Just like pitahaya, the FTA could provide more opportunities for banana sales, says Franklin Torres, president of the National Federation of Banana Growers of Ecuador (FENABE). He believes the trade deal would level the playing field between Ecuadorian and Asian exporters.

“This would facilitate both the entry of our products, without the tax currently paid on Ecuadorian bananas, which corresponds to 10% of the sale value, and the export of Chinese products that we need here. For example, it would benefit us from the entry of fertilizers at lower prices than we currently receive. The same with machines,” Torres said..

Shoe Hazards

Lidia Villavicencio, president of the National Footwear Chamber of Ecuador (CALTU), told Diálogo Chino that the organization will closely analyze the situation of the sector and the potential impacts of an FTA with China.

Expectations and worries in this sector – on which 118,000 jobs directly depend, according to Villavicencio – center on fears of not being able to compete with the prices of Chinese products, as well as the overall health of the industry following its difficulties during the pandemic. For this reason, Villavicencio believes that tariff reductions should be a protective measure.

“We have reduced production and job creation. The Covid-19 has been the hardest blow we have suffered. Not selling for two years means not producing. Until 2019 we had 5,400 shoe manufacturers, today we have around 3,600,” Villavicencio laments..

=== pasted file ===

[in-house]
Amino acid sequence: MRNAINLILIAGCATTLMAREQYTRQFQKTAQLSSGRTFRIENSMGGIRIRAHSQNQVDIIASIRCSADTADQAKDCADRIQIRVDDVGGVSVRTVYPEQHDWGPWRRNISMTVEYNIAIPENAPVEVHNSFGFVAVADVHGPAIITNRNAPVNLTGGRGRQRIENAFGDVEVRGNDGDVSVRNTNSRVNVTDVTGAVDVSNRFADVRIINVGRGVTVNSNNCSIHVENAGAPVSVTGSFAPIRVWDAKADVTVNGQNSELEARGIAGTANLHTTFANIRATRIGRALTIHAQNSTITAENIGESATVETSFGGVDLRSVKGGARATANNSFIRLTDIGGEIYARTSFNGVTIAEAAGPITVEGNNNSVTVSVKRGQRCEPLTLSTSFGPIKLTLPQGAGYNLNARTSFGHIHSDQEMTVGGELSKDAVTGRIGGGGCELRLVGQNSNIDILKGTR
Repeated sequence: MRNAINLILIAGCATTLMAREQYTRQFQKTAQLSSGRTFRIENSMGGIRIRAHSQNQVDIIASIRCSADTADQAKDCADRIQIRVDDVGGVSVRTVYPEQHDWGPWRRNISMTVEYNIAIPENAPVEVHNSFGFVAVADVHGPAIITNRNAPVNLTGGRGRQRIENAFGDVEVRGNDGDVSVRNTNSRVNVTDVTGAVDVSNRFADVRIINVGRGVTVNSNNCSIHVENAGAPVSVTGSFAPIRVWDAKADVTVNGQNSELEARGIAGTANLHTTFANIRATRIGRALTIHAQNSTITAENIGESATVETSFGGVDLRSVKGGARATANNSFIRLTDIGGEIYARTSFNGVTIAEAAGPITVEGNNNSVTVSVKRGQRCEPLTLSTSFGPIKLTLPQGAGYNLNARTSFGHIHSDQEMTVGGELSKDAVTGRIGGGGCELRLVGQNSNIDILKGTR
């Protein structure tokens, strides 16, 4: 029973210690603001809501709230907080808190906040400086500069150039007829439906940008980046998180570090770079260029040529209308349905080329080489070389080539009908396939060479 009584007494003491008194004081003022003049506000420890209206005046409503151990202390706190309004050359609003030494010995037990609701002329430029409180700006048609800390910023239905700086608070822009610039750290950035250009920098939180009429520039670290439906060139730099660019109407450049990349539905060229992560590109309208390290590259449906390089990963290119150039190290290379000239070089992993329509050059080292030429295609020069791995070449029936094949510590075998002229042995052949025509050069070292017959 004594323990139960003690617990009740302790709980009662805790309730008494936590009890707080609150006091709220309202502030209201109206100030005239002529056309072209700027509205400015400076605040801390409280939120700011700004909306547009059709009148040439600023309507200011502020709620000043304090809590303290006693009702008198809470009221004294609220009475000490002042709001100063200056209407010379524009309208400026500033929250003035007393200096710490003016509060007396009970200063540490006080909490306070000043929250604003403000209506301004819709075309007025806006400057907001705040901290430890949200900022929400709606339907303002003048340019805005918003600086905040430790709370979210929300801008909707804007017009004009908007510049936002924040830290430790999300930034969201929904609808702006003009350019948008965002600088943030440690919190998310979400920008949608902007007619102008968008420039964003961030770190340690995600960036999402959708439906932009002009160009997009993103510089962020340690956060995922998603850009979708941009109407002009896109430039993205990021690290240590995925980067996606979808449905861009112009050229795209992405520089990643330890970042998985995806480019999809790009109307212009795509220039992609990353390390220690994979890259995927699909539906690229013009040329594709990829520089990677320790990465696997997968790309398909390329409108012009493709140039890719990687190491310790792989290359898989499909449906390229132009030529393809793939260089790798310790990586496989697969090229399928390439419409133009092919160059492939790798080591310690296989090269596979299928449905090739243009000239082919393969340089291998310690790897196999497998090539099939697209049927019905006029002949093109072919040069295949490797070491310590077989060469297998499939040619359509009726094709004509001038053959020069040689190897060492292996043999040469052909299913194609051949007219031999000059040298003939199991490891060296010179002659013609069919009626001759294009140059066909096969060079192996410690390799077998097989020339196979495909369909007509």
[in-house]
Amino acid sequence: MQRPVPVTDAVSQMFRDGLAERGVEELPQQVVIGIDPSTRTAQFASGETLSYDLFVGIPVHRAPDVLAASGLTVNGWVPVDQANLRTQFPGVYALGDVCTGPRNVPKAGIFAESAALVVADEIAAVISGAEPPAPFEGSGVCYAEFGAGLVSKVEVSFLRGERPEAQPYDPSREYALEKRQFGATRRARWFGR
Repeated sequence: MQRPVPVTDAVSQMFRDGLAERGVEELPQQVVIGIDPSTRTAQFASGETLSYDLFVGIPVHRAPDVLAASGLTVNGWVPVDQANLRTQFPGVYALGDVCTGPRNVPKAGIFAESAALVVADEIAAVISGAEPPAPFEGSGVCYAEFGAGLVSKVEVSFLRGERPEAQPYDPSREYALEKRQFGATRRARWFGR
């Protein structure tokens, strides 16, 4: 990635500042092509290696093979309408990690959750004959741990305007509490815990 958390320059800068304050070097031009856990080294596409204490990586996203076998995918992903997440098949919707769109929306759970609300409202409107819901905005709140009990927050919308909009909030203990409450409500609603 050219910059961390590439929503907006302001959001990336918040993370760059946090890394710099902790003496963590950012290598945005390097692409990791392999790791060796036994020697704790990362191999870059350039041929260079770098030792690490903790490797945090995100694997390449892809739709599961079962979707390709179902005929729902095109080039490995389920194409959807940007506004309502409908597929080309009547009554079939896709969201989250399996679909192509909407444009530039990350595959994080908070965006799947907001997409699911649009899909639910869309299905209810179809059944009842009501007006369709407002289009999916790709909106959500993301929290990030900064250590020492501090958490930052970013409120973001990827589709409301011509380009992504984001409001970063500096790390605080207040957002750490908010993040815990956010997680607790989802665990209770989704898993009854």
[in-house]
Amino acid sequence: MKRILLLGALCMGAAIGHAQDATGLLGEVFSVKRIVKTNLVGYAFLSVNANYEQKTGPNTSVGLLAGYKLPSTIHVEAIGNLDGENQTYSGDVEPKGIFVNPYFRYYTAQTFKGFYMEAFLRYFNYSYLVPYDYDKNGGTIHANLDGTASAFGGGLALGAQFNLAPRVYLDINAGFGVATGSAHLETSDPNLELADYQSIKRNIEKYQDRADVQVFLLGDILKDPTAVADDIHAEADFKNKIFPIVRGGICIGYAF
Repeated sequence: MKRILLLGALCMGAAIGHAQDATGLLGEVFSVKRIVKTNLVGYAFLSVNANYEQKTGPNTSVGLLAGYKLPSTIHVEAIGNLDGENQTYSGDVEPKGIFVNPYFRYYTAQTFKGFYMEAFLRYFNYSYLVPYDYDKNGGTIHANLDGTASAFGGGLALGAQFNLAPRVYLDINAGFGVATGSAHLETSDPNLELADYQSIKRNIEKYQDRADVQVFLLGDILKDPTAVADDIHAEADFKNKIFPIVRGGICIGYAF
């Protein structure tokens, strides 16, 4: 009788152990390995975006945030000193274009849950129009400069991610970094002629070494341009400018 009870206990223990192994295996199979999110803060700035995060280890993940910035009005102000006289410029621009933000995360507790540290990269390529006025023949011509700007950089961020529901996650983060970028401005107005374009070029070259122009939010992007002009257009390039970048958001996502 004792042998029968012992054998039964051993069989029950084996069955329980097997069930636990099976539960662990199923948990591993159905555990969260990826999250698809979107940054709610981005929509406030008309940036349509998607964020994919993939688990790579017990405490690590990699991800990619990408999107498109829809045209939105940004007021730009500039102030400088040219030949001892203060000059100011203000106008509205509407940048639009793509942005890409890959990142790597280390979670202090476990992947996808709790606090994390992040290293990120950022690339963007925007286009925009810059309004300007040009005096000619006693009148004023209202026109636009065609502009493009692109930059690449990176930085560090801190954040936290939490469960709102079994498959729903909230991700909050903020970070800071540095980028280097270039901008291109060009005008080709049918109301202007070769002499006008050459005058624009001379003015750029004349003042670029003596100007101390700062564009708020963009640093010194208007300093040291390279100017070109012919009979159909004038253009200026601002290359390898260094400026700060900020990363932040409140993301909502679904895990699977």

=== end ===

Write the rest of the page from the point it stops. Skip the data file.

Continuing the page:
Production revival policies

As the Ecuadorian government seeks better conditions to market its products abroad, it is also trying to improve production chains in sectors that could benefit from the increased demand for inputs. Agriculture is one such industry.

Last October, Agriculture Minister Pedro Álava told an Ecuadorian news program that the government was looking to improve farmers’ practices.

“I work hard on related projects. A farmer with five hectares will never be eligible for credit for a tractor, but if I gather 50 farmers with 10 hectares [each]they will be entitled to credit for tractors, equipment, irrigation systems and more,” the minister said.

Diálogo Chino requested an interview with the Ministry of Agriculture to discuss the government’s plans for agriculture, but the ministry did not respond at press time.

The trade deal with China could also bring new money and investment in telecommunications, car assembly lines and pharmaceuticals. Lasso identified them in his recent economic plan, which is part of the reforms announced in December that aim to reactivate the economy.

Among the measures already implemented this year is the gradual reduction of 1% of the tax on the outflow of foreign currency, from 5% to 4%. He considered the initial levy, created under the government of his predecessor Rafael Correa, as “a barrier to entry for investment”.